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Used car sales drop 400,000 as traders feel supply tightening

Electric cars continued to buck the trend, with used electric vehicle sales jumping 57%, but the rest of the market struggled, falling 18.8% year-on-year last.

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The latest figures from the Society of Motor Manufacturers and Traders (SMMT) show sales in April, May and June fell by nearly half a million from 2021 to 1,759,684 in 2022.

Problems in the new car market have reduced the supply of the second-hand trade

The market has seen a strong upturn in activity in 2021 with the full reopening of dealerships, but pressures on supply and on driver spending appear to have stalled this rise. Sales are down more than 8% compared to the same period last year and 13.5% compared to 2019 before the pandemic.

SMMT chief executive Mike Hawes said the decline was inevitable after the strong performance in 2021 and in the face of problems in the new car market.

He said: “It was inevitable that the squeeze in new car supply would trickle down to the second-hand market. Despite this, UK used car buyers clearly have a growing appetite for the latest low and zero emission cars, and we need a thriving new car market to fuel it. The next Prime Minister must create the conditions to boost consumer confidence, especially in electric vehicles, to drive the fleet renewal needed to meet our decarbonisation goals.

Like new car sales, used EV sales continue to grow but still only represent 1% of the used market.

James Fairclough, CEO of used car market AA Cars, said the latest figures suggested demand was falling but could rebound as motorists look to save money.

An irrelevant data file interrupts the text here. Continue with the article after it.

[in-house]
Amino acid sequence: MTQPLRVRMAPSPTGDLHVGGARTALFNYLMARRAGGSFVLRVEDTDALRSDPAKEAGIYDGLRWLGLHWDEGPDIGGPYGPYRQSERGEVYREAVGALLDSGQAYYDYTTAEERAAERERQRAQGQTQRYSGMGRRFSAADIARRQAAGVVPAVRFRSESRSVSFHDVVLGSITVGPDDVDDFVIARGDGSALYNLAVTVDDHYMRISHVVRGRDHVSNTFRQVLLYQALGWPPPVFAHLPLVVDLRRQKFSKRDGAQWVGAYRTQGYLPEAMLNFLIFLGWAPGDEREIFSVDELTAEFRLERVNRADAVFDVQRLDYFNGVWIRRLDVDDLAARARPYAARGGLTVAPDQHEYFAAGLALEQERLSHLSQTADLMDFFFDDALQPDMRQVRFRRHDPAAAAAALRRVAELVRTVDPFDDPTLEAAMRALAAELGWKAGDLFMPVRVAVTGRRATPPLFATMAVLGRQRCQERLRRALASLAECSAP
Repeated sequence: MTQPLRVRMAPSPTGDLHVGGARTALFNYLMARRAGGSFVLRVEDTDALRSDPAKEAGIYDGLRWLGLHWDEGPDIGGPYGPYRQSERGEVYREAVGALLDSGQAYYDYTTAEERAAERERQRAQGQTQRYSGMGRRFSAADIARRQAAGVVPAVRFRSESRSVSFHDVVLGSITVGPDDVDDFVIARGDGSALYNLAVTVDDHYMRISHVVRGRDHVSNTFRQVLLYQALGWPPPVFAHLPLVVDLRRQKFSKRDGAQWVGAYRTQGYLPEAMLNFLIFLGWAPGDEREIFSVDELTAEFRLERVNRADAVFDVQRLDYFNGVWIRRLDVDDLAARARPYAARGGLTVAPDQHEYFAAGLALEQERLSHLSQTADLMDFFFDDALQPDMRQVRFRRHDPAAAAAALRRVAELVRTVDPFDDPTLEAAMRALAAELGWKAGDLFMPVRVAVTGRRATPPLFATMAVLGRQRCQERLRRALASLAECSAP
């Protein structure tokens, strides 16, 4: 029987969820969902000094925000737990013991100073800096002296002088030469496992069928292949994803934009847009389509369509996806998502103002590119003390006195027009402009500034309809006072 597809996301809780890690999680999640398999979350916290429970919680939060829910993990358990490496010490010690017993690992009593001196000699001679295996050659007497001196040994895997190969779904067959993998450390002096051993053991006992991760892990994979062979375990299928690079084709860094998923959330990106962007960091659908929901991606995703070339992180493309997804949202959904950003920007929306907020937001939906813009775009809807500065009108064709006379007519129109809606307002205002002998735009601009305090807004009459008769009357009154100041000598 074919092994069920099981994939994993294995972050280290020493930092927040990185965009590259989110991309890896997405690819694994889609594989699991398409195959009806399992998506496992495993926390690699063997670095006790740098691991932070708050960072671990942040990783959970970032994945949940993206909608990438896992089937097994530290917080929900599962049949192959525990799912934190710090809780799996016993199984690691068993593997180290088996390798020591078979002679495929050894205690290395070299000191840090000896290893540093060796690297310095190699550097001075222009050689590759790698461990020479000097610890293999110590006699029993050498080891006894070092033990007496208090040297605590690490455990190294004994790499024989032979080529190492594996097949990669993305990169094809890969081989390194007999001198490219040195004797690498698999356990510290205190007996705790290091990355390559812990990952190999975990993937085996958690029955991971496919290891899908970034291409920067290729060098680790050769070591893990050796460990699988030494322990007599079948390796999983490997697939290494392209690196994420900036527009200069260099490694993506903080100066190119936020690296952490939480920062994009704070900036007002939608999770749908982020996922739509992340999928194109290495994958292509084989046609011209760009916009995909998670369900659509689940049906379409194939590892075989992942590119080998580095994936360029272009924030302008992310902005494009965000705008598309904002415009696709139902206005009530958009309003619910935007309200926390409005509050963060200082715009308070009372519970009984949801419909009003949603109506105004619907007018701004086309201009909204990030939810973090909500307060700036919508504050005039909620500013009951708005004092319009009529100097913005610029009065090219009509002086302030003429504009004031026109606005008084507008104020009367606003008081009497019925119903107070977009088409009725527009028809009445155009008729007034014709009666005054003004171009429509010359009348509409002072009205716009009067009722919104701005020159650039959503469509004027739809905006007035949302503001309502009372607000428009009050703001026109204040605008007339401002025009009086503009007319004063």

He commented: “It’s worth remembering that the disappointing overall figure had a lot to do with it – it’s a comparison to the strong sales recorded in the second quarter of 2021, when dealerships reopened after months of lockdown.”

He said new car supply issues had helped drive motorists into the second-hand market, but that increase was ‘running out of steam’, adding: ‘Although supply issues As the new car market is finally starting to subside, another factor could boost the market opportunity in the coming months – the rapidly slowing UK economy.

“While the darkening economic situation has undermined consumer confidence and eroded the willingness of some people to buy big-ticket items like cars, there will still be a significant number of drivers who want or need to replace a aging car.

“For them, the second-hand market – which offers both a great choice and better value for money than new cars – is a very attractive option, and even more so now that more and more electric vehicles are appearing. on the second-hand market.

Lisa Watson, sales director at Close Brothers Motor Finance, said financial concerns were also causing the market to slow. She said: “Well-documented supply chain issues, such as shortages of semiconductors, have continued to drive people into the used car market. However, the fact that people are keeping their cars longer has caused a slowdown in transactions in recent months.

“Despite supply pressures, demand for used vehicles remains strong – consumers are turning to the used market to soften the blow of the cost of living crisis and avoid car delivery delays new, which sometimes exceed 12 hours.